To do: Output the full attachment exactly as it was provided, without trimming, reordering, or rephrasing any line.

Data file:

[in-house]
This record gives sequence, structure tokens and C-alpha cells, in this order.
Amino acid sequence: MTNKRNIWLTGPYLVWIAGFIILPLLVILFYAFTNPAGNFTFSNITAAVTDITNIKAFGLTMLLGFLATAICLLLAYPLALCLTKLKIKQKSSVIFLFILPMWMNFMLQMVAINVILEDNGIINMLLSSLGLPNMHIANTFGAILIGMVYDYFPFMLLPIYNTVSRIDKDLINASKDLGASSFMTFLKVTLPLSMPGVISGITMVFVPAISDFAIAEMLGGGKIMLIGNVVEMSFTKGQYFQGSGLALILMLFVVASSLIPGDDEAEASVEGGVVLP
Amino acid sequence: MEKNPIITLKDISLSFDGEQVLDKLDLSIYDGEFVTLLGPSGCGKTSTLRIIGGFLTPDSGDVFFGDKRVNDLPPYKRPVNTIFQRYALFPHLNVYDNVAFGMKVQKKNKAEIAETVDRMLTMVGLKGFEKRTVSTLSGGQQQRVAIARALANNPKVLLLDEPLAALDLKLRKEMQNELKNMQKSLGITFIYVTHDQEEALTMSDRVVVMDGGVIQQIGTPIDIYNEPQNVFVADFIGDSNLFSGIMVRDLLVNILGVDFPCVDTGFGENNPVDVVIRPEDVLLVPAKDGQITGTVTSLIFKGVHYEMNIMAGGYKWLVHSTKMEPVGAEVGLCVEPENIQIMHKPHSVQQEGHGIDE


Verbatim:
[in-house]
This record gives sequence, structure tokens and C-alpha cells, in this order.
Amino acid sequence: MTNKRNIWLTGPYLVWIAGFIILPLLVILFYAFTNPAGNFTFSNITAAVTDITNIKAFGLTMLLGFLATAICLLLAYPLALCLTKLKIKQKSSVIFLFILPMWMNFMLQMVAINVILEDNGIINMLLSSLGLPNMHIANTFGAILIGMVYDYFPFMLLPIYNTVSRIDKDLINASKDLGASSFMTFLKVTLPLSMPGVISGITMVFVPAISDFAIAEMLGGGKIMLIGNVVEMSFTKGQYFQGSGLALILMLFVVASSLIPGDDEAEASVEGGVVLP
Amino acid sequence: MEKNPIITLKDISLSFDGEQVLDKLDLSIYDGEFVTLLGPSGCGKTSTLRIIGGFLTPDSGDVFFGDKRVNDLPPYKRPVNTIFQRYALFPHLNVYDNVAFGMKVQKKNKAEIAETVDRMLTMVGLKGFEKRTVSTLSGGQQQRVAIARALANNPKVLLLDEPLAALDLKLRKEMQNELKNMQKSLGITFIYVTHDQEEALTMSDRVVVMDGGVIQQIGTPIDIYNEPQNVFVADFIGDSNLFSGIMVRDLLVNILGVDFPCVDTGFGENNPVDVVIRPEDVLLVPAKDGQITGTVTSLIFKGVHYEMNIMAGGYKWLVHSTKMEPVGAEVGLCVEPENIQIMHKPHSVQQEGHGIDE